Laptop Data Backup: Using Online Services Versus Local Copies

by Rod Dunne on August 17, 2010

in Articles, Backup Software, Laptop

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The main laptop and computer backup options to consider these days are to either copy your files to a local network/hard-drive/CD/DVD or consider the more modern approach of uploading files to a web-based service.

Here, we’ll look at the pros and cons of each approach to highlight which types of user they might ideally suit.

Laptop Data Backup: Saving Files To Local Systems

The more traditional approach for a laptop backup has been to copy your data to CDs/DVDs. More recently, external hard drives have become an essential backup device as they can store an entire ghost image of your laptop, at very little cost. Office users can also do a full laptop data backup to a local network server.

Pros:

  • It is quick and easy to recover data from the disk/hard drives/network.
  • No web connection is needed to transfer the files.
  • Your data transfer limit is only constrained by the media type you use (i.e. the number of DVDs you need to burn, or the disk size of the HDD).
  • It is relatively cheap to setup. CD, DVD and HDD prices have plummeted.

Cons:

  • The close proximity of the original computer and the laptop backup media/devices poses the risk of both being lost during a theft/fire damage. You could get around this by storing backup copies a good distance from the laptop.
  • Backup utility software generally has to be manually invoked, as opposed to running as a scheduled task. Or to put it another way, the user must remember to run a backup.

Verdict: This is ideal for laptop users who want to protect their data and would be reticent of storing personal files online. It is the main approach to go for if you have a slow web connection or intend keeping a ghost image of the entire laptop contents.

Suggested Backup Utility Software: Final Sync – Backup utility software that allows you to copy/sync files between multiple pieces of hardware (laptop <-> external drives <-> USB memory sticks)

Final Sync | Click Here To Learn More

Laptop Data Backup: Uploading Files To Remote/Web-Based Systems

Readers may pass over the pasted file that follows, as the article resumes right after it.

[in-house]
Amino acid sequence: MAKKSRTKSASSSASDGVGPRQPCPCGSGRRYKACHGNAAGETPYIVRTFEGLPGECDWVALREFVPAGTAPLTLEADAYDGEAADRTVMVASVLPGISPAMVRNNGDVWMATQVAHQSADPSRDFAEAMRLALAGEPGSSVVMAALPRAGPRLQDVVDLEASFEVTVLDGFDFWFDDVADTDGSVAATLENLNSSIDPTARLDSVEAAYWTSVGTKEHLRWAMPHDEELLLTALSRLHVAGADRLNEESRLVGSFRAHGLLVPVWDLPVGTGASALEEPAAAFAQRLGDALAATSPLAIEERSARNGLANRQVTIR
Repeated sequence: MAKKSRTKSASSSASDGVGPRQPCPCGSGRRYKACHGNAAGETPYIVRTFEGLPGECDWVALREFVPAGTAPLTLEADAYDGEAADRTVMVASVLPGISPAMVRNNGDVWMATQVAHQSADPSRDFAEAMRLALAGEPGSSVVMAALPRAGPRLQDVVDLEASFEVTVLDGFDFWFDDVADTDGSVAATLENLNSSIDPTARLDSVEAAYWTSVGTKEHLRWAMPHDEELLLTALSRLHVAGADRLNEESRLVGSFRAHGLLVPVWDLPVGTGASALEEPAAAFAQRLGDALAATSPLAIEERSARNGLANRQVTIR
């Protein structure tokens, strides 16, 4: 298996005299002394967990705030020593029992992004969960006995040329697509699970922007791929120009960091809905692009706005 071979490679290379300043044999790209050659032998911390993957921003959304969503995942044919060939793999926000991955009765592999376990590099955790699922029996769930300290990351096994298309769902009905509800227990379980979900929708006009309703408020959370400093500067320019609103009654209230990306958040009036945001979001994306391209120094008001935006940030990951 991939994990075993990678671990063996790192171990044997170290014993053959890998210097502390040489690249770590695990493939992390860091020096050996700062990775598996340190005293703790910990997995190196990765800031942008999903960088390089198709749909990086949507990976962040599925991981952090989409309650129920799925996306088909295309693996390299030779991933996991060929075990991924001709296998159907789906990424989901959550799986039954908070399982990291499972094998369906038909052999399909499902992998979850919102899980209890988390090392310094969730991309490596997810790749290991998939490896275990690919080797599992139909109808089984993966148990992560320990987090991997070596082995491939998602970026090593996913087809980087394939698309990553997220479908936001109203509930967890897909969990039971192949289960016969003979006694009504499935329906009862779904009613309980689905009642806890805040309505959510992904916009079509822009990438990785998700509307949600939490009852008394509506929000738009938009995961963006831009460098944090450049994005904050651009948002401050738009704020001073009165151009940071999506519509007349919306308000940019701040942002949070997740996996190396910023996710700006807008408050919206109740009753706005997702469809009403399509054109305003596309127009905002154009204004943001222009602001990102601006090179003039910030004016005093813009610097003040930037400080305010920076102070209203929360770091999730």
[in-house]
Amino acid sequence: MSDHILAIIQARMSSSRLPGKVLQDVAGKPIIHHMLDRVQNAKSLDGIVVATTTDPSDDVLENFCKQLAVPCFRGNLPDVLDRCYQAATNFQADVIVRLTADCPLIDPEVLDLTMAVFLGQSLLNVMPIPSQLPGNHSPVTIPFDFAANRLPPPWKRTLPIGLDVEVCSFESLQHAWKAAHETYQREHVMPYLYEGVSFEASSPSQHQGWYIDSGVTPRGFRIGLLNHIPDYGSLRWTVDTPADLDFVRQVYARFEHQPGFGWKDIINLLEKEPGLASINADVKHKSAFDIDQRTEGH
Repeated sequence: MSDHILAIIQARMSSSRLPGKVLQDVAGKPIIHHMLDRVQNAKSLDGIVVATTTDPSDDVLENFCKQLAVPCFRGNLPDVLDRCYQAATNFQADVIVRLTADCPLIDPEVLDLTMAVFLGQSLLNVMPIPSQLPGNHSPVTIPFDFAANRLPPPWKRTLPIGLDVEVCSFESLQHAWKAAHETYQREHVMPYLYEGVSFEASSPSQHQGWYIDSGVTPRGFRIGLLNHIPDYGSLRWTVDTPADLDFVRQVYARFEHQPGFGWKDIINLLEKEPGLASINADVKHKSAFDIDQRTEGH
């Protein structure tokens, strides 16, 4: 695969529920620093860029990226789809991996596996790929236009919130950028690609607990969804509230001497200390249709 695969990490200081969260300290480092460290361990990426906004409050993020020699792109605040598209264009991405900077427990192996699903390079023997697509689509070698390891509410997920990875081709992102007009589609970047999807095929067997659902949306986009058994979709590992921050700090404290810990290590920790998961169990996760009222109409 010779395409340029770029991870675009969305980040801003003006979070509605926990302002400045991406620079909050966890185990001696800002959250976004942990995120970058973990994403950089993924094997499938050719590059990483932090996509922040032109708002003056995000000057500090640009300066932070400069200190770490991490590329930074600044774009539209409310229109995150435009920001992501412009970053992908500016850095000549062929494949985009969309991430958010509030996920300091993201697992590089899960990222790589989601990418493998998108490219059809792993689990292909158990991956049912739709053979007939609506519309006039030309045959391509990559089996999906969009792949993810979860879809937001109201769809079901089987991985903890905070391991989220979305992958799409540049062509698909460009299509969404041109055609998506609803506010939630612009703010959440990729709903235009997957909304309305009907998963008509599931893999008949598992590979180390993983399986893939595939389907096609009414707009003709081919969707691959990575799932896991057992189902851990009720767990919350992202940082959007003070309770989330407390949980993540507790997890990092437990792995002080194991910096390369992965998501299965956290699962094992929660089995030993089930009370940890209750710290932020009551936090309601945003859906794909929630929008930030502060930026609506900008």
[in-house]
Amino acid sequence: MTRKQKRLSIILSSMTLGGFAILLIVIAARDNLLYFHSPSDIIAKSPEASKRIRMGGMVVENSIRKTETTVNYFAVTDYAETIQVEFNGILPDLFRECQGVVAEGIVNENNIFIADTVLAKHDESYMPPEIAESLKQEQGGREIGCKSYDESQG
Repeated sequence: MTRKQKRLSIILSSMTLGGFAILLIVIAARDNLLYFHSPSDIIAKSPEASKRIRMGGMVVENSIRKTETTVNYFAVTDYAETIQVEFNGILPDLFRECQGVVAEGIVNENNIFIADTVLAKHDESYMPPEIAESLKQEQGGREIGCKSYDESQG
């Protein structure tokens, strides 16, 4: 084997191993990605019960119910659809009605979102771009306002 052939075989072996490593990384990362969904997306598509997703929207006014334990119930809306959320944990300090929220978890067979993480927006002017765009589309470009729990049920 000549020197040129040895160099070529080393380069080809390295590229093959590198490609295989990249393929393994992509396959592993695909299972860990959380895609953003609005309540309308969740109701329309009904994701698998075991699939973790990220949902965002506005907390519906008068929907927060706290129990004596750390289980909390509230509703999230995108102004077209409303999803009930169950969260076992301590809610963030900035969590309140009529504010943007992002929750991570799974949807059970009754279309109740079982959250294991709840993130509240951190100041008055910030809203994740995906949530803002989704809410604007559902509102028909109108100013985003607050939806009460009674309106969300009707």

The past decade has seen computer owners become more at ease with storing personal data online. In parallel to this, broadband speeds have increased dramatically which improve upload speeds for large files. These factors mean users are more inclined to consider storing a laptop data backup to an online service, rather than use local devices.

Pros:

  • It is possible to view and recover data from anywhere on the web (over secure web connections).
  • These web services use backup utility programs to automate backing up your files as background activities, so you don’t have to worry about remembering to backup data.
  • These services use redundant data storage facilities to clone your data backup to several servers and locations (reducing the risk of one system being lost/damaged).

Cons:

  • A fast web connection is essential. And without a connection, the laptop data backup cannot operate.
  • Monthly cost of using the service.
  • Upload limits normally apply, or you are charged based on data volumes. This could limit this approach to only doing partial backups.

Verdict: This approach is best suited to laptop users who are away from home for long periods and do not wish to be burdened with additional back-up hardware. If you have access to a good quality internet connection on a regular basis then doing an incremental laptop backup to the online server should be quite quick. You can recover data from any machine which can prove useful if hot-swapping between several machines.

Suggested Online Data Backup Service: iDrive/My Live Drive – Provides 2GB of space for a laptop data backup. Data is uploaded to their online servers so doesn’t require external hard drives to store the data.

 iDrive | Click Here To Learn More

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